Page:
PST LA/LA involved nearly 2.8 million participants and generated &430.3 million in economic output across southern California
Pacific Standard Time: LA/LA was a collaborative initiative led by the Getty that explored Latin American and Latino art over a four-month period from September 2017 through January 2018. Through Julia P. Herzberg, Arte al Día presented each of its proposals and exhibitions from the beginning. Now we shared a report by Los Angeles County Economic Development Corporation, that shows initiative also supported 4,080 jobs and added $24.3 million in tax revenues for state and local government
The Los Angeles County Economic Development Corporation (LAEDC) released its analysis today of the economic impact of Pacific Standard Time: LA/LA, a collaborative initiative led by the Getty that explored Latin American and Latino art over a four-month period from September 2017 through January 2018.
The initiative, which included more than 70 cultural institutions from Palm Springs to Santa Barbara to San Diego, added $430.3 million in economic output and supported 4,080 jobs, with total labor income of nearly $188 million. This activity added an estimated $24.3 million in tax revenue for state and local government across Southern California.
“An investment in the arts is an investment in our future,” said Mayor Eric Garcetti. “Pacific Standard Time: LA/LA attracted millions of visitors, supported thousands of good- paying jobs, and helped drive another year of record-breaking tourism. L.A.’s status as a creative capital is good for business, and an inspiration for all Angelenos.”
The analysis showed that nearly 2.8 million visitors participated in Pacific Standard Time: LA/LA activities across the region, more than 30 percent of whom traveled from outside Southern California.
The LAEDC reported that three-quarters of a million attendees said their primary reason for visiting was Pacific Standard Time: LA/LA. In addition, visitor surveys conducted by Pacific Standard Time: LA/LA showed that 40.3 percent of participants were under 34 years of age.
Visitor spending on hotels, retail stores, restaurants, and other attractions reached $192.6 million.
In addition to visitor spending, Pacific Standard Time: LA/LA generated direct spending by the Getty and other partner institutions totaling more than $53 million, with spending in exhibition research and installation, program production costs, publications, transportation, staff support, and marketing for exhibitions, events, publications and other activities.
Pacific Standard Time: LA/LA presented hundreds of concurrent exhibitions, programs and events exploring different aspects of Latin American and Latino art, supported by $16.3 million in grants from the Getty Foundation. It produced ground-breaking scholarship, generating 60 catalogs that will transform the field. Further, nearly two dozen Pacific Standard Time: LA/LA exhibitions are traveling throughout the world, extending new perspectives of Latin American and Latino art internationally.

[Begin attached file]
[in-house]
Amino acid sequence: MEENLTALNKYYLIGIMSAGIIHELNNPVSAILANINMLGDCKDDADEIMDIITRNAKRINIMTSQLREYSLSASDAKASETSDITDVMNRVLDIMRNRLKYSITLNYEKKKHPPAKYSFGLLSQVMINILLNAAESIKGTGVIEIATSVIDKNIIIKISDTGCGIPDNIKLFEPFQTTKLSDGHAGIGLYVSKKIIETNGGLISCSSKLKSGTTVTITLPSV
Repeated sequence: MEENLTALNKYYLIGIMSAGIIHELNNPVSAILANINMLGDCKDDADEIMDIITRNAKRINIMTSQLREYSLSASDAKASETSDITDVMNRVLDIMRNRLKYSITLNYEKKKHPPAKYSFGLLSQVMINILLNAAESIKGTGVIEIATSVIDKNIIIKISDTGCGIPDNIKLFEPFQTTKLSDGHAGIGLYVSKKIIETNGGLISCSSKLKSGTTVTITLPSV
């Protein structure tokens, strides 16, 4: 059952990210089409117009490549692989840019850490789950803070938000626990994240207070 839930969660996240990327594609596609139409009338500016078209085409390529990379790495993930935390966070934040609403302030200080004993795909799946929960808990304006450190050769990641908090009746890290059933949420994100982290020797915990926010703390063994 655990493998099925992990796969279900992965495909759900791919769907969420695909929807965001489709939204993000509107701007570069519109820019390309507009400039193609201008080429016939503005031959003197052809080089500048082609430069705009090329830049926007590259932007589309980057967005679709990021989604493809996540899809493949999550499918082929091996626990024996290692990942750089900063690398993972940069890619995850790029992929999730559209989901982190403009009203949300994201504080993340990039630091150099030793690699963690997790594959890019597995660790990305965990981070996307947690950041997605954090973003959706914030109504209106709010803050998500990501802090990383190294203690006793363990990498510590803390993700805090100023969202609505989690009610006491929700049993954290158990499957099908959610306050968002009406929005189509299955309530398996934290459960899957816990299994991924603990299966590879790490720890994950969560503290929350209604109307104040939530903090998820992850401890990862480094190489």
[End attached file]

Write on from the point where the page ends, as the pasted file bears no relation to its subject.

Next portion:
“Our goal for Pacific Standard Time: LA/LA, was to take a fresh look at the vital traditions of Latin American and Latino art, and to generate significant original research in an understudied area, and we are proud to say we accomplished that,” said James Cuno, president and CEO of the J. Paul Getty Trust. “But this economic impact report demonstrates that an investment in the arts is also an investment in Southern California.”
The economic impact report is made possible by Bank of America as part of its continued support for Pacific Standard Time: LA/LA. “The arts matter by breaking down barriers, inspiring, educating and bringing people together while at the same time serving as an important economic driver especially for the region’s creative economy,” said Raul A. Anaya, market president for Greater Los Angeles, Bank of America. ”We’re pleased to publicly share these findings which reflect our commitment for the arts as a catalyst for helping people and communities thrive.”
The Bank of America funded a similar economic impact report in 2012, after the first Pacific Standard Time initiative, known as Pacific Standard Time: Art in LA 1945-1980.
Today’s economic impact report showed considerable growth in all areas. In 2012, for example, the total economic output was $280.5 million, compared to this year’s economic output of $430.3 million. Total attendance at the first Pacific Standard Time was approximately 1.8 million, compared to today’s total of nearly 2.8 million.
Pacific Standard Time: Art in LA 1945-1980 ran for 27 weeks in 2011-2012 and included 65 museum exhibitions, seven performance series, 380 public programs and 70 participating commercial galleries with 140 exhibitions.
Pacific Standard Time: LA/LA ran for 21 weeks in 2017-2018 and included 84 museum exhibitions, nine performance series, 600 public programs and 70 participating commercial galleries with 120 exhibitions.
The Los Angeles County Economic Development Corporation’s report was developed by Somjita Mitra, Ph.D.; Shannon M. Sedgwick, Tyler W. Laferriere and Eric Hayes. To view the full report, visit Pacific Standard Time: LA/LA Economic Impact Report.